Monday, July 26, 2010


Well this is certainly a grey area...

The Wylie Agency, whose clients include such scribe estates of Saul Bellow and John Updike and living authors like Salman Rushdie and Philip Roth launched a publishing house last week called Odyssey Editions. So far, it boasts 20 e-books of acclaimed contemporary works, including Roth's "Portnoy's Complaint" and Updike's four "Rabbit" novels and available only through Amazon, an arrangement that enraged publishers and rival sellers.

The new venture also received a mixed response from the Authors Guild, which represents thousands of published writers. In an e-mail sent to authors, the Guild defended the Wylie Agency's right to sell e-books of older works without the publisher's permission, but also criticized excluding Amazon's competitors and worried about "serious potential conflicts of interest" when an agent becomes a publisher.

"The most obvious of these (conflicts) is the possibility of self-dealing to the detriment of the agency's client, the author," the Guild's message said. "A major agency starting a publishing company is weird, no matter how you look at it."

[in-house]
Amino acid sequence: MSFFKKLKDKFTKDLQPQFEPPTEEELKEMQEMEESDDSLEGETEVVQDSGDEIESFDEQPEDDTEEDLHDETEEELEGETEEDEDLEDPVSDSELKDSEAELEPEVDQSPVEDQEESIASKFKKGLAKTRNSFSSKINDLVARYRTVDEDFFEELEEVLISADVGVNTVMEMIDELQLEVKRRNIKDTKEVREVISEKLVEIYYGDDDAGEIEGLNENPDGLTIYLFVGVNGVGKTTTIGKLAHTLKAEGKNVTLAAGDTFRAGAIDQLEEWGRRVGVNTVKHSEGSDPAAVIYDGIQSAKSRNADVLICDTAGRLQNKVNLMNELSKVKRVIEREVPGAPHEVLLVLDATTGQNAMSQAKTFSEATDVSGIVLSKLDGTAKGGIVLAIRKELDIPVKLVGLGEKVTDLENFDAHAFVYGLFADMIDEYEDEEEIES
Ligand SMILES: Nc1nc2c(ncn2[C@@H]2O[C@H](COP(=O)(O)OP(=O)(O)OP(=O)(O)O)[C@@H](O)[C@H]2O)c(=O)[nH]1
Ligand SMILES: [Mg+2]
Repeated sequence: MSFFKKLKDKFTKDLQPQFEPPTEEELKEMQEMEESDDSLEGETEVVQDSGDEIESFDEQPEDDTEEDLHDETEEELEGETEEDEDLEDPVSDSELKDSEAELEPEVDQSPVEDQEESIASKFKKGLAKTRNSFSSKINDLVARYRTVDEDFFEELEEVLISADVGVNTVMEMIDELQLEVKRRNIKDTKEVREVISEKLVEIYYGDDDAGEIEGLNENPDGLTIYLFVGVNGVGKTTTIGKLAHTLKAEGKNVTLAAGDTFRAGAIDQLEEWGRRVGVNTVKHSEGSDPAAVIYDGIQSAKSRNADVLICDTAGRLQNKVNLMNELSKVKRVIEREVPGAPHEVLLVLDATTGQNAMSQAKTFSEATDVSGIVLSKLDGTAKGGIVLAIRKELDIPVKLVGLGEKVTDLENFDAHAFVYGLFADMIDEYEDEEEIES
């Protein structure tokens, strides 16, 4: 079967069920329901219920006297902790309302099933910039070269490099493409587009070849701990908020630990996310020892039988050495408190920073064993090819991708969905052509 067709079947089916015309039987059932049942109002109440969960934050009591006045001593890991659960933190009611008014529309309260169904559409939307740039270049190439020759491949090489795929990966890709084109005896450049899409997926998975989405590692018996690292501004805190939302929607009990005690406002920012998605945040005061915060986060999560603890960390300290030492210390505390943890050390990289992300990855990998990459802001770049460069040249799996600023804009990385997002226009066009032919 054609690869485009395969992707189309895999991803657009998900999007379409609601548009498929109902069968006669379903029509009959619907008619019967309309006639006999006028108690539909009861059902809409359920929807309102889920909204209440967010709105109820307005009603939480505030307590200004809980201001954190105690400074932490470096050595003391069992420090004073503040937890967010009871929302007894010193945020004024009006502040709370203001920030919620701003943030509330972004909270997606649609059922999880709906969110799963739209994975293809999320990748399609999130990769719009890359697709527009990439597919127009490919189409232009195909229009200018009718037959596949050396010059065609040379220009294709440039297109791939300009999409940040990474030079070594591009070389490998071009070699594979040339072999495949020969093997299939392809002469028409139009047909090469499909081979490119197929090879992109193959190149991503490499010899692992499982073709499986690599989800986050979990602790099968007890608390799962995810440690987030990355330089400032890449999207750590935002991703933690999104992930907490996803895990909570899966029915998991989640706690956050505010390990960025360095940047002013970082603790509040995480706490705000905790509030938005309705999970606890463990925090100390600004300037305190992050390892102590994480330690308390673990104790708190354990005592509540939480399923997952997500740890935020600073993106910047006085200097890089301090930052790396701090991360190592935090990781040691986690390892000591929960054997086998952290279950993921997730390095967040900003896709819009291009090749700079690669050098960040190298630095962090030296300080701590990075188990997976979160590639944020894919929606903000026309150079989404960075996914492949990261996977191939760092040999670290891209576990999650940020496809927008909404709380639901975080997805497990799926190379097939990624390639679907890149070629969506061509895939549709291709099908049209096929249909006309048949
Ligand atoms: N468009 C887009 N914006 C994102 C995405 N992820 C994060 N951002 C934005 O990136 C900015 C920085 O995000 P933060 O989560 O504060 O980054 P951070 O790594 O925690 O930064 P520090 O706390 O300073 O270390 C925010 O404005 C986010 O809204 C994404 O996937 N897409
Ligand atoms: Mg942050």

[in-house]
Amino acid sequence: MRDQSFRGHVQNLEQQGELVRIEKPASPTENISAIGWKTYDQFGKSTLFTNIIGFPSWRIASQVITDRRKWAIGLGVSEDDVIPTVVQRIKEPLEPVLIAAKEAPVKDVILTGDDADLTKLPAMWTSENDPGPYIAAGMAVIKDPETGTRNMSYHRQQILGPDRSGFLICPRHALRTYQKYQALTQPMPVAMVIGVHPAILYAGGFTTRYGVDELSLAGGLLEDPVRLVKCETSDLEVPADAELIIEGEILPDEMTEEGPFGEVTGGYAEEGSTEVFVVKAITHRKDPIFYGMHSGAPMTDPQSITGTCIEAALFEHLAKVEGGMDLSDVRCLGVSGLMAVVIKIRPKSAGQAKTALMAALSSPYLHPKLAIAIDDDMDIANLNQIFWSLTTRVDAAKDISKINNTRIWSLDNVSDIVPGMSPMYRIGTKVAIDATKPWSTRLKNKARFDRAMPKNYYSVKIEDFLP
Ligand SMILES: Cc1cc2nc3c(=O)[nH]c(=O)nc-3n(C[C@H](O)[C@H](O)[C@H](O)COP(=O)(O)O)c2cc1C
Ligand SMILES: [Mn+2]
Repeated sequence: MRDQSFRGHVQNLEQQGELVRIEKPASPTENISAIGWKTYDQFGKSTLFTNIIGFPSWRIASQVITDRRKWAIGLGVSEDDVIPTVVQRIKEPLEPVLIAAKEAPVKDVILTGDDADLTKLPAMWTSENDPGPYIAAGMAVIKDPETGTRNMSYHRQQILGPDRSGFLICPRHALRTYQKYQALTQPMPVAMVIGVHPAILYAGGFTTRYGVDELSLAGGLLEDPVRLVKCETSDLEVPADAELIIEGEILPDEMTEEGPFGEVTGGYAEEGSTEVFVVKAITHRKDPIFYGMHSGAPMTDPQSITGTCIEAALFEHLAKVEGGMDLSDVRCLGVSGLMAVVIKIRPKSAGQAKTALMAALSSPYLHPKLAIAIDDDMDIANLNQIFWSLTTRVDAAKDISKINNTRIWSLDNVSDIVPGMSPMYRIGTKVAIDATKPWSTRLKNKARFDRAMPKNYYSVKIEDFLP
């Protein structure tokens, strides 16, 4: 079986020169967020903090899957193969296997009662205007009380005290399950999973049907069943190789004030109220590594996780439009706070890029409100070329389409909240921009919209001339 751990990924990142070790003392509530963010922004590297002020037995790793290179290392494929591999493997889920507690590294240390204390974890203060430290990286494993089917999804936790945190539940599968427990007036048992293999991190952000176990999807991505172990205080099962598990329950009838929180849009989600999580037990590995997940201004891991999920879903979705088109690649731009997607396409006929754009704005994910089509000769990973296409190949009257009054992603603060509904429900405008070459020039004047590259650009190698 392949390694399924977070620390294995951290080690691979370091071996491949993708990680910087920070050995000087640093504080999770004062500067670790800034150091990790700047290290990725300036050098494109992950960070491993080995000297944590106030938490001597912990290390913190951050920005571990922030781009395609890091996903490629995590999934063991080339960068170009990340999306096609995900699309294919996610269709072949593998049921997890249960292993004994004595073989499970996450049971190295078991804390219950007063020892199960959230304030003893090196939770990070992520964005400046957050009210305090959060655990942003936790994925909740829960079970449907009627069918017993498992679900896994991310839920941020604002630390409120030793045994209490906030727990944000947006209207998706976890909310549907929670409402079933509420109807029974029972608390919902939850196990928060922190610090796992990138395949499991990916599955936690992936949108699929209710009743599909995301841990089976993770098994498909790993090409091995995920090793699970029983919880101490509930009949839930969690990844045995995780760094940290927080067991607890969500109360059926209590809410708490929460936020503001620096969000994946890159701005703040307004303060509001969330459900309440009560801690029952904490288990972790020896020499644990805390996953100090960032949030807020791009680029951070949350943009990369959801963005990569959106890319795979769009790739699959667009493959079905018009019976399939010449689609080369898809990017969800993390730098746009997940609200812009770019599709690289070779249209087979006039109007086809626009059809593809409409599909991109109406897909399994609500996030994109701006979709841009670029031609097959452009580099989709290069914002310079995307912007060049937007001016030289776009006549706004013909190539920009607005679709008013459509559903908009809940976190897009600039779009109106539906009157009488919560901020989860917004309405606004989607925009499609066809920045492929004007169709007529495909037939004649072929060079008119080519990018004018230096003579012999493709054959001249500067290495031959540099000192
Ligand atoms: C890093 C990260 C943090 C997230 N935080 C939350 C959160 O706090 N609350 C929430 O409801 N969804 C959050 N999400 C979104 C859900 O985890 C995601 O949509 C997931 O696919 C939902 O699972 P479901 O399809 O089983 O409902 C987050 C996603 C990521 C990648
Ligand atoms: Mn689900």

What say you? To read more, click HERE.

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  1. Yeahm just read the PW piece. Hmmm...

    Well, most agents are certainly filling in as editors, while pubhouse editors are more like bean counters. So why not?

    Remember, though, that Wylie struck a VERY good and exclsuive deal with amazon on 'reprints' of his clients. Not the new stuff.


  2. I dunno - publishers can be so snooty, though - maybe agents can do a better job? I dunno...

  3. It's only "weird" because we haven't seen it done often. It could easily become popular with e-distribution removing some of the need for physical publishing. Right now it's just some rich folks licensing old copies of rich writers' stuff in one medium. No impact on the average writer.

    Later on, though, it could be problematic. An honest publisher will always tell you to get an agent before negotiating with them. If the agent is the publisher, then the traditional financial helper who has your interests in mind could disappear. Queue publishing insiders who tell us writers that knowing everything about the contract side is the next part of the work (after writing, editing, connecting and promoting) that we should have expected to have to do all along.

  4. I dunno, is it any weirder than singers starting their own label and recruiting other singers?

  5. Totally late to the topic, but here's what I think: The Big Publishers have had it coming. It's not weird, it's capitalism at its meatiest.


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